Are carbs really bad for me?

Bread and other carbs have a bit of a bit rep with fitness enthusiasts, but are they really that bad for you? We ask sports nutritionist Anita Bean.

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“Bread has had a rough time over the past few years, thanks to the fashion for low carb, gluten-free and other fad diets,” says sports nutritionist Anita Bean.


And she isn’t wrong, ask any gym bunny or fitness enthusiast if it’s ok to eat bread if you want to tone up for your wedding, and you’ll likely be met with death stares.


Anita says, “There is no need for the 99% of the population who do not have coeliac disease to avoid bread”. Here, she answers all our burning questions.

So, is eating carbohydrates, including bread, bad for me?
No they are not. Carbohydrate is crucial; it fuels the brain, nervous system and heart – as well as our muscles for carrying out all our daily activities and exercise. It represents the body’s main energy supply and should make up half of our daily calories. Bread is good for you and is a healthy food to include in a balanced diet.

Why is it good for you?
Bread is low in fat and sugar and makes an important contribution to your carbohydrate, fibre, iron, calcium and thiamine intakes. It also provides more than 10% of the average adult’s intake of iron, zinc, magnesium, protein and B vitamins. Wholegrain, wholemeal and brown bread is particularly high in fibre and white bread is fortified with calcium, so is a good source of non-dairy calcium.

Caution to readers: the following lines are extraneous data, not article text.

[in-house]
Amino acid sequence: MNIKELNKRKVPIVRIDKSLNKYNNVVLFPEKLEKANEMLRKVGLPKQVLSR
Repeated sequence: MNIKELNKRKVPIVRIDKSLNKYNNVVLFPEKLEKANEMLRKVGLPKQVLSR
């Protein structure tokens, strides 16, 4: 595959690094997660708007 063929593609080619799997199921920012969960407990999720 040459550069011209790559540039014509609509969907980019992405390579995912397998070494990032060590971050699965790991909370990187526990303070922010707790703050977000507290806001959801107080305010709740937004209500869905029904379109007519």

Will eating bread and carbohydrates make me put on weight?
There’s no particular food or nutrient that will make you put on weight – it’s eating excess calories that makes you gain weight. And it doesn’t matter whether they come from carbs or fat. Whilst cutting out carbs may help shift a few extra pounds in the short term, low carb diet plans are unlikely to be sustainable. Eating a wide variety of foods from all food groups in appropriate amounts as well as taking regular physical activity that you enjoy is key.

What if I’m exercising lots in the run up to my wedding?
Carbohydrate is an important fuel for both endurance and strength activities. If you’re upping your exercise regime, then carbohydrate-rich foods such as bread become even more important for fuelling your body and helping you achieve fitness goals. Including foods such as bread in your pre- and post-workout meals ensures your body is properly fuelling with the nutrients it needs.


What type of bread should I go for?
Wholegrain bread especially is a good source of fibre, B vitamins and iron. Whether you opt for supermarket packaged bread, homemade or artisan bread, though, makes little difference from a nutritional perspective. The main ingredients – flour, water, yeast and a little salt – are exactly the same.


Sports Nutritionist Anita Bean supports the Powered by Bread campaign, launched by Active In Style and the British Bakers to challenge the ever growing anti-bread campaign.